4. The flaw of Mr. Toplady's argument will appear


in its proper magnitude, if we look at it through the following illustration. A whole regiment is led to the left by the colonel, whom the general wanted to turn to the right. The colonel, who is personally in the fault, is pardoned; and five hundred of the soldiers, who, by the overbearing influence of their colonel's disobedience, were necessitated to move to the left, are appointed to be hanged for not going to the right. The general sends to Geneva for a Tertullus, who vindicates the JUSTICE of the execution by the following speech: "Preferment is not due to obedient soldiers, much less to soldiers who have necessarily disobeyed orders; and therefore your gracious general acts consistently with JUSTICE, in appointing these five hundred soldiers to be hanged, for, as there is no medium between not promoting soldiers, and hanging them, he might justly have hanged the whole regiment. He is not bound, by any law, to give any soldier a captain's commission; and therefore he is perfectly just, when he sends these military reprobates to the gallows." Some of the auditors clap Tertullus' argument: P. O. cries out, that it is "most masterly;" but a few of the soldiers are not quite convinced, and begin to question whether the holy service of the mild Saviour of the world, is not preferable to the Antinomian service of the Absolute Reprobater of countless myriads of unborn infants.

5. The other flaw of Mr. Toplady's dilemma consists in supposing, that gospel-worthiness is incompatible with the gospel: Whereas, all the doctrines of Justice, which make one half of the gospel, stand or fall with the doctrines of Evangelical Worthiness. We will shout it on the walls of mystic Geneva: They that follow Christ shall walk with him in white,' rather than they that follow antichrist; for they are [more] worthy.-Watch and pray always, that you may be counted worthy to escape, and to stand rewardable before the Son of man.-Whatever ye do, do it heartily, as to the Lord, &c., knowing that of the Lord ye shall receive the reward of the inheritance.' For he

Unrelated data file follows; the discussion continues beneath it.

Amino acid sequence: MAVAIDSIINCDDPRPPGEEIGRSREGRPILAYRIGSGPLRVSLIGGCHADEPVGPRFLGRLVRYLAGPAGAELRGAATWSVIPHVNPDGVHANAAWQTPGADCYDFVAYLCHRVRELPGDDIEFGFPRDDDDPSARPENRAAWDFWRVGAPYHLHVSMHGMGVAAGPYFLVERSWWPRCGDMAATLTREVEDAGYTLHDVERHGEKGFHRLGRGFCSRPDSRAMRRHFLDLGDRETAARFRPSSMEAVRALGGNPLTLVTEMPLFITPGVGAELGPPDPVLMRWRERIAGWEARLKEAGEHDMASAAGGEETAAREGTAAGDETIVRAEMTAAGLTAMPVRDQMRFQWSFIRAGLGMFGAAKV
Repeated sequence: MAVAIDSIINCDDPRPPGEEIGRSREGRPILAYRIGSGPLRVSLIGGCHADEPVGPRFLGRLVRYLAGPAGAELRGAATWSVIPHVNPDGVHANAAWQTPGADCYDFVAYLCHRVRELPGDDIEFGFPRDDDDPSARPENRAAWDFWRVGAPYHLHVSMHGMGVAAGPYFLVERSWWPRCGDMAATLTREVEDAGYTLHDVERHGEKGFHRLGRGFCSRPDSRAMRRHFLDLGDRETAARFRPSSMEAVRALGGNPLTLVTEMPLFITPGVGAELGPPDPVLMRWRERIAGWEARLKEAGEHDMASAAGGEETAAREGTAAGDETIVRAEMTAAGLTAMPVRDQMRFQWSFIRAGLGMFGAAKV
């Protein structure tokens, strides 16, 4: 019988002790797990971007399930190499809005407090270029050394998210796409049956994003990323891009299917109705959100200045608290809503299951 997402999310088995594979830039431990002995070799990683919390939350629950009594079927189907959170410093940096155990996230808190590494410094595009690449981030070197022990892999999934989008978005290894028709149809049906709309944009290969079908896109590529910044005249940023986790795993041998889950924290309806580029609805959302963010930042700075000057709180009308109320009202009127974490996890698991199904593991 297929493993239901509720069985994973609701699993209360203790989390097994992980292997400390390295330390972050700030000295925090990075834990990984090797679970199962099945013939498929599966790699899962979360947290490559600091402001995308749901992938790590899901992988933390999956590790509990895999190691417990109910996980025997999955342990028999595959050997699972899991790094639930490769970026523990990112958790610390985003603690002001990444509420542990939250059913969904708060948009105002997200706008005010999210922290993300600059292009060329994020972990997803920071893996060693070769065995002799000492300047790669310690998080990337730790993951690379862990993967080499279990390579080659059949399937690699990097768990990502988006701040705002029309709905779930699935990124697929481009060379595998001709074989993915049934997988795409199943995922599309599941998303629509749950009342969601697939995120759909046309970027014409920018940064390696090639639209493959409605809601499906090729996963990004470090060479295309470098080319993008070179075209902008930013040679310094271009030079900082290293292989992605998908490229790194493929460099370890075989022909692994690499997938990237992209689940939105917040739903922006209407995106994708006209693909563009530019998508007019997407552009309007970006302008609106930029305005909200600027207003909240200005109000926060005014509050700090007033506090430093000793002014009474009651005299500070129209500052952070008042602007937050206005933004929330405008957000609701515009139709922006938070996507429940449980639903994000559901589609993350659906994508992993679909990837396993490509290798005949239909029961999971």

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will say, in the great day of retribution, Come, ye blessed, inherit the kingdom, &c.; for I was hungry, and ye gave me meat, &c.-Go, ye cursed, into everlasting fire, &c.; for I was hungry and ye gave me no meat,' &c.-The doctrine of pharisaic merit we abhor; but the doctrine of rewardable obedience we honour, defend, and extol. Believers, let not Mr. Toplady 'beguile you of your reward through voluntary humility. If ye live after the flesh ye shall die: But if ye, through the Spirit, mortify the deeds of the body, ye shall live.-Whatsoever a man soweth, that shall he also reap. For we shall all appear before the judgmentseat of Christ, that every one may receive the things done in the body, according to what he has done, whether it be good or bad.' Look to yourselves, that ye lose not the things which ye have wrought.--So fight, that you may not be reprobated by remunerative justice. So run, that you may [judicially] obtain an incor ruptible crown.-Remember Lot's wife.-By patient continuance in well-doing seek for glory: And God, according to his gracious promises, will render you eternal life: For he is not' untrue, to break his evangelical promises, nor 'unrighteous, to forget your work that proceedeth from love.' Your persevering obedience shall be graciously rewarded by a crown of righteousness, which the Lord, the righteous Judge, shall give you at that day; and then great shall be your reward in heaven.' For Christ himself hath said, 'Be faithful unto death, and I will give thee the crown of life. My sheep follow me, and I will give unto them eternal life' in glory. For I am the author of eternal salvation to them that obey me.' What can be plainer than this gospel? Shall the absurd cries of Popery! Merit! &c., make us ashamed of Christ's disciples; of Christ's words, and of Christ himself? God forbid! Let the scriptures- let God be true,' though Mr. Toplady should be mistaken.